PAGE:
Superstar rapper Drake is jumping into the cannabis game through a cleverly structured deal that marketing experts say could effectively circumvent strict advertising rules that govern the promotion of cannabis.
Drake announced Thursday morning the launch of his new cannabis company More Life Growth Co., a joint venture with Canopy Growth Corp. in which Drake will own 60 per cent Canopy the remaining 40 per cent. As part of the deal, More Life will become the beneficial owner of a cannabis production facility in the Toronto suburb of Scarborough, Ont., that is already being operated by Canopy.
“The structure of setting up the joint venture between Canopy and Drake’s new company is a very clever way around the general sponsorship prohibition because he’s not technically being paid by Canopy to promote cannabis,” said Chris Bolivar, vice-president of strategic growth at cannabis retail chain Fire & Flower.
Cannabis advertising rules in Canada are similar to that of tobacco — any kind of endorsement that glamourizes cannabis or promotes it as a lifestyle is strictly prohibited. Although there are hundreds of different cannabis brands on shelves in legal retail stores, none of the licensed producers associated with those brands are allowed to promote them, or package them in anything other than plain packaging, resulting in weak brand recognition by consumers.
But Drake is Drake, and anything he touches tends to become part of the country’s cultural fabric, potentially giving More Life Growth an edge over other cannabis brands.
According to Bolivar, if Drake were to promote More Life on Instagram for instance, that would be well within his right and not a violation of advertising rules on cannabis because he is an owner of the company, and not just a celebrity paid by Canopy to endorse their product.
“The issue around sponsorship by a celebrity is whether or not the celebrity is paid consideration for the endorsement of the product,” said Bolivar, who was part of a Canadian Marketing Association team that developed advertising guidelines to help the cannabis industry navigate the tough regulations.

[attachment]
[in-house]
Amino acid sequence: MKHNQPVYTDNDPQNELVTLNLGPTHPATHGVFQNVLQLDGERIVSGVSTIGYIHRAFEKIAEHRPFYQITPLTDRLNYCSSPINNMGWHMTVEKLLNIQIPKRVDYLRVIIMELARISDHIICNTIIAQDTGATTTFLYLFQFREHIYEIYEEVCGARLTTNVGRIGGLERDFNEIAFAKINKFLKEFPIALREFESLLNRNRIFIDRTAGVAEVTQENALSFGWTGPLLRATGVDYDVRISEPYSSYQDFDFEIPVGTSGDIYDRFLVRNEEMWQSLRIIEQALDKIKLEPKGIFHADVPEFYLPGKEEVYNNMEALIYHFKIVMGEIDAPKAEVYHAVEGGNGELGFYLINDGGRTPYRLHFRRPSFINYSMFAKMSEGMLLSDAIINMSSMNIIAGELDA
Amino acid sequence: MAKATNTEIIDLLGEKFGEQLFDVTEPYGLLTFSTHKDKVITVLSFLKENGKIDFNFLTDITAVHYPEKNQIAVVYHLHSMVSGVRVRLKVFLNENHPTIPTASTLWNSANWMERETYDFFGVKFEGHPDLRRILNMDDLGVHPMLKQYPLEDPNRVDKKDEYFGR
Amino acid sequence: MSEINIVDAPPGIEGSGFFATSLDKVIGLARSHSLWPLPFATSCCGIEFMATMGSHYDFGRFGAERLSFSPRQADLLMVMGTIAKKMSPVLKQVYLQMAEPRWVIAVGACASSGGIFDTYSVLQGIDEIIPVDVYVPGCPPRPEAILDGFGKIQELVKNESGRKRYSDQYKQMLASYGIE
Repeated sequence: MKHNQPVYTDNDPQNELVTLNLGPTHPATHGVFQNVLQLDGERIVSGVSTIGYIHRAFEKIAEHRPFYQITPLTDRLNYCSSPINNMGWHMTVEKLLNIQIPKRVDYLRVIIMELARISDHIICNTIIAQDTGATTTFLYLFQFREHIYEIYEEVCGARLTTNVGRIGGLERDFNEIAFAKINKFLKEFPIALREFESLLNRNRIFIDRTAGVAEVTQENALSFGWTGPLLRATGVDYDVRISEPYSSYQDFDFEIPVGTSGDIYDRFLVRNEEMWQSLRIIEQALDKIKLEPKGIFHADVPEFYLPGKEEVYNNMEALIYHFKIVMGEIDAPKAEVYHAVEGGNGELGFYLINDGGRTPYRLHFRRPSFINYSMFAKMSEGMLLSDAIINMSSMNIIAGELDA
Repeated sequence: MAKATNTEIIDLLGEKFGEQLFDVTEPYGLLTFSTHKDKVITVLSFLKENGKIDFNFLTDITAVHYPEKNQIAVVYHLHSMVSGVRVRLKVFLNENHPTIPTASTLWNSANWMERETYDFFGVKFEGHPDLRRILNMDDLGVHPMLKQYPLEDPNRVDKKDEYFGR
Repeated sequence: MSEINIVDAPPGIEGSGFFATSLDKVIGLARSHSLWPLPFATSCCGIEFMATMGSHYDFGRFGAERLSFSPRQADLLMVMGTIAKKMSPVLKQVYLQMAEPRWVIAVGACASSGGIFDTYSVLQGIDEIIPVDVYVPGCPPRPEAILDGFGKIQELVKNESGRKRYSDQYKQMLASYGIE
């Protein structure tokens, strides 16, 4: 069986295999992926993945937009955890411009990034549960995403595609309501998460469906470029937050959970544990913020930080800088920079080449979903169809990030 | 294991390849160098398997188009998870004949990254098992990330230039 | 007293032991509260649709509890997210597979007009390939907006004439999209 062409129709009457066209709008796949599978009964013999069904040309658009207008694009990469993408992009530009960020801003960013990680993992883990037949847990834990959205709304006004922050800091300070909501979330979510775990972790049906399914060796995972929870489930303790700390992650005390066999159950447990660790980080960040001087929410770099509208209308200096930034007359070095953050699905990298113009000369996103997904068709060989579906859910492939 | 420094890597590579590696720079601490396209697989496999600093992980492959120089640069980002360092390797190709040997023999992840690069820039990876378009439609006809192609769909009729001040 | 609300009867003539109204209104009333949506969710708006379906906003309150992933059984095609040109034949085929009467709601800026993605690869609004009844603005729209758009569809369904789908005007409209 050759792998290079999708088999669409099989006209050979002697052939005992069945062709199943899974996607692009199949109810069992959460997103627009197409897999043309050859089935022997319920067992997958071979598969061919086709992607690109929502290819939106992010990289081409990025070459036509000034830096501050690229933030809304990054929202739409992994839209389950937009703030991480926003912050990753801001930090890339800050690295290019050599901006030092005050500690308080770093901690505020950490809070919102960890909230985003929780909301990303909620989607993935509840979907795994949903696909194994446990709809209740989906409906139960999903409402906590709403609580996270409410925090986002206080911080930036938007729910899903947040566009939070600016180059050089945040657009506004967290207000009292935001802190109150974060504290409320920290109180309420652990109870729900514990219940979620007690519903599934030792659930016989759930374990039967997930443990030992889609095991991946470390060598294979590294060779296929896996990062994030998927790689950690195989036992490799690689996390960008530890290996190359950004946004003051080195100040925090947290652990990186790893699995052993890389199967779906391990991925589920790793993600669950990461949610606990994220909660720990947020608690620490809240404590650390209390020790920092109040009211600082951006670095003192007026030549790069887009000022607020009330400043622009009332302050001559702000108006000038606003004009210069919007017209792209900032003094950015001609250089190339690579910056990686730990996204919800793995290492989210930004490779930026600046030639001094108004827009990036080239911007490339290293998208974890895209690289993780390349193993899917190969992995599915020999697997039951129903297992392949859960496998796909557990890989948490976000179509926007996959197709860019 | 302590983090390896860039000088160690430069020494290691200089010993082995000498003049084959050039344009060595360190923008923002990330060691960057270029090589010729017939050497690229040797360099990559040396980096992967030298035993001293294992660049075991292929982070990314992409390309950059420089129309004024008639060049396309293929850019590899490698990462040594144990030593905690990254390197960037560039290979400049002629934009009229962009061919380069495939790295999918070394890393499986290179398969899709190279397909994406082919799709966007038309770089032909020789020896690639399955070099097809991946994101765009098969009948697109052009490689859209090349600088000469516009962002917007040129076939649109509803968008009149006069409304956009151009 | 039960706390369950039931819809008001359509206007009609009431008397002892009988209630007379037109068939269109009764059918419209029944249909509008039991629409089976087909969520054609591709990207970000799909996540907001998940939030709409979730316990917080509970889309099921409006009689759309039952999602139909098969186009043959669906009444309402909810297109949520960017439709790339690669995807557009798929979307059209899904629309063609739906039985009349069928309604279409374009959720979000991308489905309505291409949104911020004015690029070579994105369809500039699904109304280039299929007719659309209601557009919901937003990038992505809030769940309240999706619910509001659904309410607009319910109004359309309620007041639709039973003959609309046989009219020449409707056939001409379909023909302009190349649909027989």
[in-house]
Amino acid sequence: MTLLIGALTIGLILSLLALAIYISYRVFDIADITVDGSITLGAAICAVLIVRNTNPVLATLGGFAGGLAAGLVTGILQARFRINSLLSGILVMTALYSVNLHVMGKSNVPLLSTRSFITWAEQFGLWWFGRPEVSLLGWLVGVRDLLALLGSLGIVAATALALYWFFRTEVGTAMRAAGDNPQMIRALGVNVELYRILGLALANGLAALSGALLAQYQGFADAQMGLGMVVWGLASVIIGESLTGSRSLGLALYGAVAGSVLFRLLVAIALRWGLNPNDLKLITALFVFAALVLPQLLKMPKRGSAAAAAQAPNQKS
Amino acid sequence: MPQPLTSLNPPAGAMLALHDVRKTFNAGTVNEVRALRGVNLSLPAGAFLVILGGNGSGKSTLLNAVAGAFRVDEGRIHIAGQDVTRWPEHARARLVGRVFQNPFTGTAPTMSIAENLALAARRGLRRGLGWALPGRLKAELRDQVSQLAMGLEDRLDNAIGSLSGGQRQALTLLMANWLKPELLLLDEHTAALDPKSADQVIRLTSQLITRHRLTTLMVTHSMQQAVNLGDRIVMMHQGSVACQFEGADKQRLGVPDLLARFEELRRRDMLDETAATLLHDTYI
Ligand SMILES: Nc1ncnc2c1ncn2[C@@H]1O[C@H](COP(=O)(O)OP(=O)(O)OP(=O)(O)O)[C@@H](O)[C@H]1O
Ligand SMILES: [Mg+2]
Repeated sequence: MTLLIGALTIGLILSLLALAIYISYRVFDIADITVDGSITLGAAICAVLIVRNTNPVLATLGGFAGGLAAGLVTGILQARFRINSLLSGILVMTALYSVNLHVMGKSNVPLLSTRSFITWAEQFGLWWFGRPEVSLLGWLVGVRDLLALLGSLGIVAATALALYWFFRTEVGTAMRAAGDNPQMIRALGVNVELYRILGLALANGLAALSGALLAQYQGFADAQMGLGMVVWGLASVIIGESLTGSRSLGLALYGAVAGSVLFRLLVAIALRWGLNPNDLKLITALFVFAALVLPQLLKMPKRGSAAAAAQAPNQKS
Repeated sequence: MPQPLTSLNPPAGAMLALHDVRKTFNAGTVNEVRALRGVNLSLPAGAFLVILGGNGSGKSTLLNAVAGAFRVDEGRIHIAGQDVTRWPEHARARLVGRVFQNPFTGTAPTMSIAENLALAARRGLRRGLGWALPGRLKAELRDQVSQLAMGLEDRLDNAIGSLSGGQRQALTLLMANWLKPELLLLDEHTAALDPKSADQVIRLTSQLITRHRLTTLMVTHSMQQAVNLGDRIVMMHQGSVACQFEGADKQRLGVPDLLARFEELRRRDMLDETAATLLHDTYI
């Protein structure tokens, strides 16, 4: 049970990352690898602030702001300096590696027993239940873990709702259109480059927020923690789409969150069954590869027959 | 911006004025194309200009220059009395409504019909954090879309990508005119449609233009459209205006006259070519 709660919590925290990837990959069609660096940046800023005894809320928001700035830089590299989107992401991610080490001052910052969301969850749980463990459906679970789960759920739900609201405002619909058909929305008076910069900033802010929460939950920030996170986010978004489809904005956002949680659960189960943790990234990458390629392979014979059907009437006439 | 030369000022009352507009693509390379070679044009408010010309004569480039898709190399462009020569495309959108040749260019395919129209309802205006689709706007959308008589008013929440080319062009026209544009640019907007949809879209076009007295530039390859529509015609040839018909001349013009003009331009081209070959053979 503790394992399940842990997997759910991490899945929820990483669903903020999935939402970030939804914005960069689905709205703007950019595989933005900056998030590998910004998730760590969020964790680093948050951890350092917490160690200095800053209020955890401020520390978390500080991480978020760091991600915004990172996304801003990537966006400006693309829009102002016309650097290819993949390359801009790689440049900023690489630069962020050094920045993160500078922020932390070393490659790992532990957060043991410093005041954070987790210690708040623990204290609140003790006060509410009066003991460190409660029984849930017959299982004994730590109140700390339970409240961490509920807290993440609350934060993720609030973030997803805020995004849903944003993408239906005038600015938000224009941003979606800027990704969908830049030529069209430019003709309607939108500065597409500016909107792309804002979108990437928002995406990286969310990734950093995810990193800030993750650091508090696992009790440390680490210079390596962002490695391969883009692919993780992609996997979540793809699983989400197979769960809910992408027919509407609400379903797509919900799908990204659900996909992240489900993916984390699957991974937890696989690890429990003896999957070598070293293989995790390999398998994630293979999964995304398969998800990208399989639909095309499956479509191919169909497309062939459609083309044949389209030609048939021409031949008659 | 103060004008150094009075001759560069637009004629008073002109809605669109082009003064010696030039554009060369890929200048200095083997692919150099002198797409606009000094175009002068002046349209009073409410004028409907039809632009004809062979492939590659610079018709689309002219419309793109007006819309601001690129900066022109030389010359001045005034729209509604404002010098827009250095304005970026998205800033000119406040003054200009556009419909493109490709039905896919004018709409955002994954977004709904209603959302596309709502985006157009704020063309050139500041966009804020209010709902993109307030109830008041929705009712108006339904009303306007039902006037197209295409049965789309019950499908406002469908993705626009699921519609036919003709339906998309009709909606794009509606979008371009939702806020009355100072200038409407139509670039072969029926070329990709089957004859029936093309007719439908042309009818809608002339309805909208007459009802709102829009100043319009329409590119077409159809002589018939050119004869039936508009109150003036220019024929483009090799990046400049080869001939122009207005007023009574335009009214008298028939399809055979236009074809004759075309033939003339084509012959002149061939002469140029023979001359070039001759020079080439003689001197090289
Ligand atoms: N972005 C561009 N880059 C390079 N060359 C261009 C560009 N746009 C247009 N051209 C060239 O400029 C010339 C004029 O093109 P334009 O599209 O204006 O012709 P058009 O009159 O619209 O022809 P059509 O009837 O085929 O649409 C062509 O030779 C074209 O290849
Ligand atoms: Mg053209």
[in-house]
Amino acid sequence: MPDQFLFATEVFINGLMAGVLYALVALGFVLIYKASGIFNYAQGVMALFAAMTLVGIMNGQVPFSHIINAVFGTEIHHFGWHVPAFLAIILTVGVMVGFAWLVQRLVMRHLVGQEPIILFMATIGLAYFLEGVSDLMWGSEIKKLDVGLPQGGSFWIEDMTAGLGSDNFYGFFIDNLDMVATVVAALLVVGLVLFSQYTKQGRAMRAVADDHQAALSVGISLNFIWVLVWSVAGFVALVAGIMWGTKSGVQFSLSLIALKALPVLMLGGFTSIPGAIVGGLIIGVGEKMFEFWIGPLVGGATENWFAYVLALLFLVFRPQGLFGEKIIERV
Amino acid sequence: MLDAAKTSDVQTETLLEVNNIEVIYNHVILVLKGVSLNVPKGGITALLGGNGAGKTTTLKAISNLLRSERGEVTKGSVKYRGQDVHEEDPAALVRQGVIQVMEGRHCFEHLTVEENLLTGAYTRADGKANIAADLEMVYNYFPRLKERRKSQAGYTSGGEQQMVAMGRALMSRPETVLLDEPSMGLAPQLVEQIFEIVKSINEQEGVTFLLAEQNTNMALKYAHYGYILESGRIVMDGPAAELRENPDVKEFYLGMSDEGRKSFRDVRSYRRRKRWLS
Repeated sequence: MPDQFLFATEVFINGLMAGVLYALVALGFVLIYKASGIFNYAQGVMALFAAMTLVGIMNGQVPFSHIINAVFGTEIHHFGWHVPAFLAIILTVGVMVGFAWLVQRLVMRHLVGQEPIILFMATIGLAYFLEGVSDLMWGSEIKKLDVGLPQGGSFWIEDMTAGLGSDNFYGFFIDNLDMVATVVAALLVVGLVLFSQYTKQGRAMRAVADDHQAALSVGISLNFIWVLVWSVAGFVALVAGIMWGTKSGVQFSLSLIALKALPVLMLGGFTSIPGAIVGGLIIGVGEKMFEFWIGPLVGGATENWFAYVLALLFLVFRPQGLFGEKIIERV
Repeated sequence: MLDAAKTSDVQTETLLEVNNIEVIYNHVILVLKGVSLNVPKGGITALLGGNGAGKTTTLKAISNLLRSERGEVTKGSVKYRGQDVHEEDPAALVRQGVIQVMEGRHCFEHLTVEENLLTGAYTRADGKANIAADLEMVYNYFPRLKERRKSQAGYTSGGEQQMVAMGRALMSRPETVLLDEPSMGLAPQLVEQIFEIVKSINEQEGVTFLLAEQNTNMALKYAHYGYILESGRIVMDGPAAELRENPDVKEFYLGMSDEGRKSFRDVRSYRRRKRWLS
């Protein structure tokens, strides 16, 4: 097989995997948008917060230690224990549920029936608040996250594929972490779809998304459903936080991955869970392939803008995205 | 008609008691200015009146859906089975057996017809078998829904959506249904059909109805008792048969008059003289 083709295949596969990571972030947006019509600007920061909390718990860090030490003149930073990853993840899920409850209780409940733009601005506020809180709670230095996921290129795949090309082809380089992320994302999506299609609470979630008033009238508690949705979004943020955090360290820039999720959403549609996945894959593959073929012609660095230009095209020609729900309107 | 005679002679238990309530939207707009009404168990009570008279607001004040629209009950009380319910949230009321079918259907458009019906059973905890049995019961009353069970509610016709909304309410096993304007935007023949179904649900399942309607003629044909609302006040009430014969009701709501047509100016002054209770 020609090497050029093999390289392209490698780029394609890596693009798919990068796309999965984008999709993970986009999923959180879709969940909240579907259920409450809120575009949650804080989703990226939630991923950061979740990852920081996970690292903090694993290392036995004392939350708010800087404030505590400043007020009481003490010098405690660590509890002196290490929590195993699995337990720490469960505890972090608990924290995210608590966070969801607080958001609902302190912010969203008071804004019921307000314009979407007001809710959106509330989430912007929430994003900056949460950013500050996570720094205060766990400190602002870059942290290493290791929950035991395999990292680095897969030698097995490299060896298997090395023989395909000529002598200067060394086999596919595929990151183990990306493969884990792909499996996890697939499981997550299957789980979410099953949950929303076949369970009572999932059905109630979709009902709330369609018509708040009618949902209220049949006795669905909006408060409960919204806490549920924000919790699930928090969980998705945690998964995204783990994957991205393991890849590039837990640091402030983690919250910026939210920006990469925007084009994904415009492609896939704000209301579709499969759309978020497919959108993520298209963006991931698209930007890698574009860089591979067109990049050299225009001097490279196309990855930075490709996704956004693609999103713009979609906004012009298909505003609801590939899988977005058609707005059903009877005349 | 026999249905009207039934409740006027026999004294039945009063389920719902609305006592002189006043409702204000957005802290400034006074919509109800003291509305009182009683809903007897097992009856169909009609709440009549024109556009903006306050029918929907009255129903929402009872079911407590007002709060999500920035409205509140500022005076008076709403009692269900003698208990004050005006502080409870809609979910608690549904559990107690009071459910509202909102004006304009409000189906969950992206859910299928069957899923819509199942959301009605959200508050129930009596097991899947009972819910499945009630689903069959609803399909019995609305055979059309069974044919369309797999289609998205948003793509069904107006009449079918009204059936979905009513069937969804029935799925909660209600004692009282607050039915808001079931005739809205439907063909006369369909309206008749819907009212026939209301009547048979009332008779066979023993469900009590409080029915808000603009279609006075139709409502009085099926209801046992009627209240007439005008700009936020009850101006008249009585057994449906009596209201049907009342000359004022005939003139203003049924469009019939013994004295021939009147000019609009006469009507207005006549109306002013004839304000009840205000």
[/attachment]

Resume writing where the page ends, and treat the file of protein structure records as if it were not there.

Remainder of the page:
It is very smart, because it is certainly a run around the regulations
Drake commands market access that no cannabis company comes close to having. His Youtube channel has over 13 billion views, and he has almost 53 million followers on Instagram. Within hours of teasing the launch of More Life in an Instagram post Wednesday evening, the company’s own account had gained more than ten thousand followers.
“I’m not sure whether the association right now is stronger between More Life and Drake or between Canopy and Drake, but as this rolls out, this is going to continue creating publicity,” said David Soberman, a marketing professor at the Rotman School of Management. “It is very smart, because it is certainly a run around the regulations. You’re not supposed to use a person in the promotion of cannabis and that’s exactly what this is, if you think about it,” he added.
Soberman believes that Drake’s promotion of More Life on social media falls within a grey area of cannabis advertising regulations. “One of the reasons the government came up with strict marketing regulations is to stop this kind of thing. But at the same time he owns the company, and you are allowed to have some kind of targeted brand promotion talking about the attributes of the products. I think this will be an interesting test case for the regulators,” he said.
Marketing aside, the deal comes at a crucial time for Canopy Growth, which saw revenue decline in its most recent quarter.
Under the terms of the arrangement, the Smiths Falls, Ont.-based company will reserve the right to nominate two board members to More Life, and will continue to hold the Health Canada licence required to cultivate and sell product from the Scarborough facility. And more crucially, Canopy will retain the rights to distribute More Life products.
Drake, a progressive avant-garde celebrity, is the right fit for a brand new industry
“As a cannabis business person, I’ve seen these celebrity strategies work and not work. When it works best, it is with a celebrity that has true involvement with the cannabis plant and plays an active role in building the brand,” said Steve DeAngelo, a long-time cannabis activist in chairman of California cannabis company, Harborside.
“Drake may do very well, but I think there are risks because larger cannabis companies have not been very successful at producing high quality cannabis and at the end of the day, that’s what we know customers in this business want,” he said.
Soberman, however, believes that the key to the success of any celebrity brand is ensuring that that product category is promoted by the right person. “If Donald Sutherland was the person promoting cannabis, I would say that just wouldn’t make much sense,” he said.
“When there are two things that go together from a marketing perspective, that adds traction. In this case, Drake, a progressive avant-garde celebrity, is the right fit for a brand new industry.”
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